for cancer survivorship research, has distributed an estimated $28 million in research funds to date. The Office of Cancer Survivorship oversees a small grant portfolio and leverages resources from other parts of NIH to encourage survivorship research. Additional support for clinical survivorship research has been available through the NCI’s Clinical Trials Cooperative Group Program, but the level of such support, while difficult to gauge, appears to be low. These groups represent important opportunities to evaluate the consequences of contemporary cancer treatments. CDC’s new focus on survivorship and public health and AHRQ’s focus on cancer among Medicare beneficiaries could lead to increased research support related to cancer survivorship. Other federal support is available for survivorship research through the DoD’s extramural grant programs. In terms of private resources for research, the ACS has invested in large survivorship cohort studies; the Lance Armstrong Foundation is building on its portfolio of survivorship research; and other private foundations are supporting research on survivorship issues relevant to their constituencies.
In summary, cancer survivorship research has emerged as a unique area of inquiry covering areas such as clinical late effects, psychosocial adjustment, and quality of care. The field is by nature interdisciplinary and includes investigators in nursing, clinical medicine, epidemiology, and health services research. Within the past decade, a focus for federally sponsored research has been organized within the NCI. Findings from this research have informed much of this report. Investigators have used several mechanisms to conduct survivorship research, including focus groups and other qualitative methods, clinical trials, cohort studies, cancer registries, administrative data, and surveys. Among the challenges to conducting survivorship research are the difficulties and costs associated with long-term follow-up, the complexities of accruing sufficient sample sizes through multi-institutional research endeavors, changes in treatment and the latency to recognition of late effects, and emerging problems associated with compliance with HIPAA. Survivorship research is funded at relatively modest levels within both public and private sectors, especially as contrasted to levels of support for treatment-related research.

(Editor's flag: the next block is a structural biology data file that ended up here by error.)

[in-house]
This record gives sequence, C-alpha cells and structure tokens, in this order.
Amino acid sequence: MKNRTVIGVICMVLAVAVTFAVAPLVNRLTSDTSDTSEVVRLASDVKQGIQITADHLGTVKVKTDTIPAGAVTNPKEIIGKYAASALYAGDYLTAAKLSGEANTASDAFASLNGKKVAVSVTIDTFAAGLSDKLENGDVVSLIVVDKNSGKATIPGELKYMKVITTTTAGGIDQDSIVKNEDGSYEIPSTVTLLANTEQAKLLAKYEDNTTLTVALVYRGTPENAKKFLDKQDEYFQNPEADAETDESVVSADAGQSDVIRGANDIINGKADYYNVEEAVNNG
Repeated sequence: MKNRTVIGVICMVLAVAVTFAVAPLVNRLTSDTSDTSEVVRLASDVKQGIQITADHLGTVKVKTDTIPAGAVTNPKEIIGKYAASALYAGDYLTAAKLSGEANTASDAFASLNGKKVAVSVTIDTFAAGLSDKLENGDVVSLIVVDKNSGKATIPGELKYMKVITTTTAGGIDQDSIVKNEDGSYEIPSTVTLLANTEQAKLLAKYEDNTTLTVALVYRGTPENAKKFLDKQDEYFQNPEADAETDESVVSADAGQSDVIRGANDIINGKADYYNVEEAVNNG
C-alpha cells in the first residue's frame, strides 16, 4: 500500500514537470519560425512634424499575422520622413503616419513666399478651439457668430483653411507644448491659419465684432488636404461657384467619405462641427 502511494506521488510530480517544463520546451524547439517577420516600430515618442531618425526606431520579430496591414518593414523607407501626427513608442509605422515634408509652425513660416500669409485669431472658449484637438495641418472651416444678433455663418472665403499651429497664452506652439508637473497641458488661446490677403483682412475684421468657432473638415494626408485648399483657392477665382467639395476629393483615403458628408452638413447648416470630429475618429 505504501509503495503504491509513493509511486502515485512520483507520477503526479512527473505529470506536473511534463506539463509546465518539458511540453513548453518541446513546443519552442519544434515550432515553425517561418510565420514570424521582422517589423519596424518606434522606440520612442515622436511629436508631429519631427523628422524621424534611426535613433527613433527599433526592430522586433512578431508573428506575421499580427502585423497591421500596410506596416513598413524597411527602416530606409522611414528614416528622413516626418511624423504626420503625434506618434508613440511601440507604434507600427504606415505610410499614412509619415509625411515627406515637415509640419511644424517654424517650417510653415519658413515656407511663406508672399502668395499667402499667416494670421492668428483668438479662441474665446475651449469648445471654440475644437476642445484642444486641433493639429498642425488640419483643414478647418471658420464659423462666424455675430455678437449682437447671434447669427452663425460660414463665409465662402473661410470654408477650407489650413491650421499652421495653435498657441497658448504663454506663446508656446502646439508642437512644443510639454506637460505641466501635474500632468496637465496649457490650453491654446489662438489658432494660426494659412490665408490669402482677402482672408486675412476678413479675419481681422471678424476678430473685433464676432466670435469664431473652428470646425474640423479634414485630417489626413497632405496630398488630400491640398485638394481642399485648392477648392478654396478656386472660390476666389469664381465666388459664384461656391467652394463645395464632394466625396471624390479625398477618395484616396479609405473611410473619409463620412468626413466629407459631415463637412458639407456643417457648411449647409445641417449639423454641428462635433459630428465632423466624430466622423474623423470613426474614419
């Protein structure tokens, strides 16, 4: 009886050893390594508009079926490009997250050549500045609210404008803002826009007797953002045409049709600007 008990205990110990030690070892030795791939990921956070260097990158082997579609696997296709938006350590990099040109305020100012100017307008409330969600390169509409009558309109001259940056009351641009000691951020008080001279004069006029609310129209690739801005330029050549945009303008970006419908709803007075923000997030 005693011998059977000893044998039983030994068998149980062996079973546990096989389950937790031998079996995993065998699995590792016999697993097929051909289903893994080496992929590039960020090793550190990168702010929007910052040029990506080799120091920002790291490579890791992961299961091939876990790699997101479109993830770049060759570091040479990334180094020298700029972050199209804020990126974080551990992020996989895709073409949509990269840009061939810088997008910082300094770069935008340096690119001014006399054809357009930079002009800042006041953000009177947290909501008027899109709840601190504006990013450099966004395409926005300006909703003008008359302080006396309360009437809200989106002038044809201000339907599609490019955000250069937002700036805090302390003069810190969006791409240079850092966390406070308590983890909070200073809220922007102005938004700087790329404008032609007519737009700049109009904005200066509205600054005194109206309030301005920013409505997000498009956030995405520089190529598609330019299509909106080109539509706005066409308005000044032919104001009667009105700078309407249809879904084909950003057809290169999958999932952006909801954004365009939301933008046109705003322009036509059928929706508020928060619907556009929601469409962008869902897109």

Recommendation 10: The National Cancer Institute (NCI), Centers for Disease Control and Prevention (CDC), Agency for Healthcare Research and Quality (AHRQ), Centers for Medicare and Medicaid Services (CMS), Department of Veterans Affairs (VA), private voluntary organizations such as the American Cancer Society (ACS), and private